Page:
The maximum understandable cause of risk to an employee in the Defined-Contribution plan is the investment performance of the fund. Though, this cause of uncertainty can be controlled by the periodic contributions that could be used to buy deferred annuities which could make retirement income streams same as those delivered by Defined-Contribution plans. Otherwise, it is possible for the plan to choose an investment approach with low adjustment rates of actual returns. "There are however no strong a priori reasons to believe that most individuals would choose to invest accumulated Defined-Contribution funds in the lowest risk asset. Defined-Contribution plans typically offer sufficient flexibility to select a risk-return strategy suited to the employee's individual preferences and circumstances. In construct, Defined-Benefit plans force individual to accumulate the pension portion of retirement saving in the form of deferred life annuities and thus limit the risk-return choice". Zvi Bodie at el (1998).

"A defined contribution pension plan has a fixed contribution usually based as a percentage of the employee's salary the benefit is dependent on how the investment performs with no guarantees as to how much income you will receive during retirement"(milliondollarjourney 2009). "A defined-contribution plan has the benefit of total control over the money/portfolio, the investor can choose various funds and asset allocation within the plan; the scheme watches your money/portfolio grow, what you see is what you get and it control over your money and investments within the plan" (milliondollarjourney 2009). On other hand, the retirement income is entirely dependent on how the investments performs over the vested period so even the employee who has no interested in finances needs to be involved with the investments. "However, evidence indicates that many people struggle to understand and deal with the choices they face when saving for retirement. This is consistent with the principles of behavioral economics, which suggest individuals often do not make decisions in the rational, well-informed, and unbiased manner assumed by standard". Alistair Byrne (2007).


In particular the original belief was that, defined- contribution plans would automatically dominate defined- benefit plans because of the flexibility of defined- contribution plan design. This should be guessed that, anything that could be accomplished with a defined- benefit plan could be duplicated in a skillfully created defined- contribution plan. Defined contribution is very observable since it is always completely funded and the employer normally has no financial obligation other than to make periodic payments into the plan in relation to a defined benefit plan, the accounting treatment is very simple since the payment to defined contribution plan are treated as any other business expenses. So this plan provides relaxation to employees knowing that even they going to change their job from one place to another the benefit is there as long as contribution is made.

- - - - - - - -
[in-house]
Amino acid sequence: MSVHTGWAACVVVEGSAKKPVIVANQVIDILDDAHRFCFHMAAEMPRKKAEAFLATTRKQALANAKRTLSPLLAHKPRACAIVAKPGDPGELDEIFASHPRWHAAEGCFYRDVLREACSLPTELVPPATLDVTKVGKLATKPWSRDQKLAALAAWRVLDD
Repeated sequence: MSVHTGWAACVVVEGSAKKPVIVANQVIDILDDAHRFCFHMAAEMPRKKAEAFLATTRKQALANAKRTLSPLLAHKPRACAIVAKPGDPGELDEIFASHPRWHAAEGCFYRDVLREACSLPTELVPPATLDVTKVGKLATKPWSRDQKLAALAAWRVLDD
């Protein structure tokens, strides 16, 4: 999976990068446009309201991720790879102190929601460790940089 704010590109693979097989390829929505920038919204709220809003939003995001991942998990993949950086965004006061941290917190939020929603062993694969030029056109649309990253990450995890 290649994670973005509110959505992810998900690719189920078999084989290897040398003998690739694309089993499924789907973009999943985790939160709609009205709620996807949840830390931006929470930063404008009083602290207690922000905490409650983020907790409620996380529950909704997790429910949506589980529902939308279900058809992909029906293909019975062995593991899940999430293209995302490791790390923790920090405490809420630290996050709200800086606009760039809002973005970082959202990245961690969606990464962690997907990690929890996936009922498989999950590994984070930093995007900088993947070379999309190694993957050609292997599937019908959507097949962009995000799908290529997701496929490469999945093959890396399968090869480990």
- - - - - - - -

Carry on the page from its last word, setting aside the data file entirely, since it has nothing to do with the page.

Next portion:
Even though , an employee does not have a choice whether to join up in a defined benefit plan or a defined contribution plan, it is usually depending on the company's policy; defined-contribution plans are becoming more common as they are much less risk to the company and possibly to the employee as well.


Aaronson, Stephanie and Coronado, Julia. "Are Firms or Workers Behind the Switch Away from Defined Benefit Pension Plans?" Federal Reserve Board, Finance and Economics Discussion Series, February 2005.

Diamond, Peter, and James Mirrlees (1985). Insurance aspects of pension. In Pensions, Labor and Individual choice, edited by David Wise. Chicago: University of Chicago Press.

John A. Turner and Gerard Hughes (April 2008), A pension Policy Consultant and Visiting Professor, School of Business, Trinity College Dublin. "Large Declines in Defined Benefit Plans are not Inevitable". The Pension Institute Cass Business School-City University 106 Bunhill Row London.

Personal Finance and Investments Book, "A Behavioral Finance Perspective" By Keith Redhead (2008).

Zvi Bodie, Alan J. Marcus, and Bobert C. Merton (1988), "Defined Benefit versus Defined Contribution Pension Plans: What are the Real Trade-off?" University of Chicago Press. ISBN: 0-226-06285-6. "Defined Benefit Pension vs Defined Contribution Pension" by Frugal Trader. January 25, 2013. The "Defined-benefit Plan's Many Problem". January 30, 2013. "Defined Benefit Plan". February 2, 2013. "Defined-Contribution Pension Plan" The Financial Times LTD. February 5, 2013.